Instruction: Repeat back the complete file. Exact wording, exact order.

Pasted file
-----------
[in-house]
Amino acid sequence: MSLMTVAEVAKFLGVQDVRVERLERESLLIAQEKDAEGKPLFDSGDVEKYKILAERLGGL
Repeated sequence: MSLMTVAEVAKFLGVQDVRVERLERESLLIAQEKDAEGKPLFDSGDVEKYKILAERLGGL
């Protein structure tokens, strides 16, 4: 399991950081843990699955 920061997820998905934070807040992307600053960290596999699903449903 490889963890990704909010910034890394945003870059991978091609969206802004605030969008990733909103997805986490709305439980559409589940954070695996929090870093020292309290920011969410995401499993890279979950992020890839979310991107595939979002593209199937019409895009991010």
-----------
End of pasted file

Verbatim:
[in-house]
Amino acid sequence: MSLMTVAEVAKFLGVQDVRVERLERESLLIAQEKDAEGKPLFDSGDVEKYKILAERLGGL
Repeated sequence: MSLMTVAEVAKFLGVQDVRVERLERESLLIAQEKDAEGKPLFDSGDVEKYKILAERLGGL
């Protein structure tokens, strides 16, 4: 399991950081843990699955 920061997820998905934070807040992307600053960290596999699903449903 490889963890990704909010910034890394945003870059991978091609969206802004605030969008990733909103997805986490709305439980559409589940954070695996929090870093020292309290920011969410995401499993890279979950992020890839979310991107595939979002593209199937019409895009991010």